On 24th August, a low-speed accident occurred which is a milestone of sorts for the company, although not one that is being celebrated. Nowadays, as more companies head towards public streets to set their autonomous vehicle systems, accidents have become more common. The vast majority are nominal, low-speed incidents.
In 2014, It was reported to DMV that there was an accident which involved a self-driving vehicle; owned by Delphi. Until now this year there have been more than 40 accidents involving self-driving cars reported to CA DMV.
The very first deadly autonomous vehicle accident occurred in March in Arizona. It involved an Uber self-driving vehicle hitting a pedestrian.
According to the tech report, the Apple Test car was trying to merge onto an Expressway near its headquarters in Cupertino, California, and travel around 1 mile per hour, when it last ended by Nissan Leaf. No injuries were reported. Both sides reported minor damage to their vehicles.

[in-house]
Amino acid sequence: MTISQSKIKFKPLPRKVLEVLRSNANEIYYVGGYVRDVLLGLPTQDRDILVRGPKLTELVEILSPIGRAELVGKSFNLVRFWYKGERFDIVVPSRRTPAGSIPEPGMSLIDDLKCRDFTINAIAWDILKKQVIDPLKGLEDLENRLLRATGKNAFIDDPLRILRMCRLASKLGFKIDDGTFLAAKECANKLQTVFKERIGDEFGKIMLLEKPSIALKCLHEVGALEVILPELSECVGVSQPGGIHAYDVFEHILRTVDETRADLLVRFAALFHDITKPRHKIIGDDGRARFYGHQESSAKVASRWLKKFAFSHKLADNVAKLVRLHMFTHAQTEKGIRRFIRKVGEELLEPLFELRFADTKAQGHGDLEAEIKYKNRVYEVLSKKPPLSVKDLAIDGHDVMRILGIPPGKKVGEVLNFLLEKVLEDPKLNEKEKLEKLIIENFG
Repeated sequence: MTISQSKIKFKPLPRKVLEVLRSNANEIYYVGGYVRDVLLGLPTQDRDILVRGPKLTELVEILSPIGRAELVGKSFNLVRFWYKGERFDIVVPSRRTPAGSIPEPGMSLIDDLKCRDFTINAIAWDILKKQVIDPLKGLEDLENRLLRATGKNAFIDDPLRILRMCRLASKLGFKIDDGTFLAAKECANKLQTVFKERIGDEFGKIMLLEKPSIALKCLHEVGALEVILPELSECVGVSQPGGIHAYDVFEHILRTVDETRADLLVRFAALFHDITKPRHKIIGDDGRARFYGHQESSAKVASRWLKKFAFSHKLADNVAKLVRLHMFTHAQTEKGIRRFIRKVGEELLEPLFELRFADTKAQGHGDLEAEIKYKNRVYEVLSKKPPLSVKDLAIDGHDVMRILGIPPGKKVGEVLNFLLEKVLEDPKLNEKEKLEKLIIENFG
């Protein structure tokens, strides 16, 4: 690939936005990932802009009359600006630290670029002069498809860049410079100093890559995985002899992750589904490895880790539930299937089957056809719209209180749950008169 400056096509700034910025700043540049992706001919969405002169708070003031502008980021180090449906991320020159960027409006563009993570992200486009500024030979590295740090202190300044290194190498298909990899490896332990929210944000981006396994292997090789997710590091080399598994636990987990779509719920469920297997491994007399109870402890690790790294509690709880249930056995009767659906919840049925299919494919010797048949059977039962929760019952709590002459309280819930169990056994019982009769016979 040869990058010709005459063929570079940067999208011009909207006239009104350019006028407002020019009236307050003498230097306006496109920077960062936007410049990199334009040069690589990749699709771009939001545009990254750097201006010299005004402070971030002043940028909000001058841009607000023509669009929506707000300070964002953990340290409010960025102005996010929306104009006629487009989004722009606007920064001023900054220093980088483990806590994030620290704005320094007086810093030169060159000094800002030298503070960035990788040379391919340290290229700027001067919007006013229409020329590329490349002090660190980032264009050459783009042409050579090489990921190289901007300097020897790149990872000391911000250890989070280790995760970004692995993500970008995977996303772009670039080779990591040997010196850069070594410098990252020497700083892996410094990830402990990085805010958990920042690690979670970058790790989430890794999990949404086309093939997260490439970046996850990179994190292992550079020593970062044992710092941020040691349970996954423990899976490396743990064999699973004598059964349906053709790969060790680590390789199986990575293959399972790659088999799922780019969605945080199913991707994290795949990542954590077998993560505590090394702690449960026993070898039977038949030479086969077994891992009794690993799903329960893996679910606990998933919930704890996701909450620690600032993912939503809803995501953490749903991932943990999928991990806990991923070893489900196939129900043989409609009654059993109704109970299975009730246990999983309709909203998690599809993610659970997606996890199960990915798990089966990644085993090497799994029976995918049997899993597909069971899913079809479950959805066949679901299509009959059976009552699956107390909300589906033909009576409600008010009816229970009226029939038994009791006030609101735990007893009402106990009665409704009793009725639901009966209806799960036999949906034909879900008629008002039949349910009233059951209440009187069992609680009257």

Apple is tight-lipped when it comes to its own driving vehicle program. The tech company’s allowance with California Department of Motor Vehicles, the agency responsible for monitoring AVs in the state, is the only official acceptance that it even has a program. In the Silicon Valley, Apple’s self-driving program has been considered as an open secret.
Also, in the recent past, CEO Tim Cook has made remarks on the company’s interest in autonomous systems. Further, in an interview with Bloomberg, he named it the mother of all AI projects. But the company doesn’t utter a word about its program or its ultimate product plan.
The tech report of the accident doesn’t tell you much, beyond the making and model of Apple’s test vehicle. 2016i Lexus RX450H was the self-driving test vehicle involved in the accident. This is exactly the same make and model that Google used to test its self-driving system.